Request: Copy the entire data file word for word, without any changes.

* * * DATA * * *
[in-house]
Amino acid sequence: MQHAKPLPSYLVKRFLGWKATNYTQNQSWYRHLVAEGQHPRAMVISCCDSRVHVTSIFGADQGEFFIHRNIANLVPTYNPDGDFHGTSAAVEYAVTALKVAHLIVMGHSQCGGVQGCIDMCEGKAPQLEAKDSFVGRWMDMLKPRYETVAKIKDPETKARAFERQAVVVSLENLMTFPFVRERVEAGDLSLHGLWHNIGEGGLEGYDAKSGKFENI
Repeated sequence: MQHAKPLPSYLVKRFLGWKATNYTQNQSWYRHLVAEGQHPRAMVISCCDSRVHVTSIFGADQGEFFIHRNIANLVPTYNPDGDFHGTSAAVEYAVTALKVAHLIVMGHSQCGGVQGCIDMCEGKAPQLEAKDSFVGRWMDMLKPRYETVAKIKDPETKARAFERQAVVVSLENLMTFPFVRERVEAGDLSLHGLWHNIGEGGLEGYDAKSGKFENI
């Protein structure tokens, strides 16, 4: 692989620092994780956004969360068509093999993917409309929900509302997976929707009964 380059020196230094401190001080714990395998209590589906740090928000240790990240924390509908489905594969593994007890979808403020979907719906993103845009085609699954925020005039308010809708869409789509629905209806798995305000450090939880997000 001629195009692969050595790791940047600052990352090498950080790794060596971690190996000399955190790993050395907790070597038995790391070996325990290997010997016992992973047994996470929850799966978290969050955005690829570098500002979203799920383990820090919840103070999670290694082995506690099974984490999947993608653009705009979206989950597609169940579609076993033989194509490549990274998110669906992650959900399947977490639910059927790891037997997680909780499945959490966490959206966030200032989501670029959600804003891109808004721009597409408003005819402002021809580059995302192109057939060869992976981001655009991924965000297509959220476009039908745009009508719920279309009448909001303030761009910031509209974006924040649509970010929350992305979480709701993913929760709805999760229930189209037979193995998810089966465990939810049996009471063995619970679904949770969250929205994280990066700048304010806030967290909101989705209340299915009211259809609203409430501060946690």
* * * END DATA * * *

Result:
[in-house]
Amino acid sequence: MQHAKPLPSYLVKRFLGWKATNYTQNQSWYRHLVAEGQHPRAMVISCCDSRVHVTSIFGADQGEFFIHRNIANLVPTYNPDGDFHGTSAAVEYAVTALKVAHLIVMGHSQCGGVQGCIDMCEGKAPQLEAKDSFVGRWMDMLKPRYETVAKIKDPETKARAFERQAVVVSLENLMTFPFVRERVEAGDLSLHGLWHNIGEGGLEGYDAKSGKFENI
Repeated sequence: MQHAKPLPSYLVKRFLGWKATNYTQNQSWYRHLVAEGQHPRAMVISCCDSRVHVTSIFGADQGEFFIHRNIANLVPTYNPDGDFHGTSAAVEYAVTALKVAHLIVMGHSQCGGVQGCIDMCEGKAPQLEAKDSFVGRWMDMLKPRYETVAKIKDPETKARAFERQAVVVSLENLMTFPFVRERVEAGDLSLHGLWHNIGEGGLEGYDAKSGKFENI
């Protein structure tokens, strides 16, 4: 692989620092994780956004969360068509093999993917409309929900509302997976929707009964 380059020196230094401190001080714990395998209590589906740090928000240790990240924390509908489905594969593994007890979808403020979907719906993103845009085609699954925020005039308010809708869409789509629905209806798995305000450090939880997000 001629195009692969050595790791940047600052990352090498950080790794060596971690190996000399955190790993050395907790070597038995790391070996325990290997010997016992992973047994996470929850799966978290969050955005690829570098500002979203799920383990820090919840103070999670290694082995506690099974984490999947993608653009705009979206989950597609169940579609076993033989194509490549990274998110669906992650959900399947977490639910059927790891037997997680909780499945959490966490959206966030200032989501670029959600804003891109808004721009597409408003005819402002021809580059995302192109057939060869992976981001655009991924965000297509959220476009039908745009009508719920279309009448909001303030761009910031509209974006924040649509970010929350992305979480709701993913929760709805999760229930189209037979193995998810089966465990939810049996009471063995619970679904949770969250929205994280990066700048304010806030967290909101989705209340299915009211259809609203409430501060946690």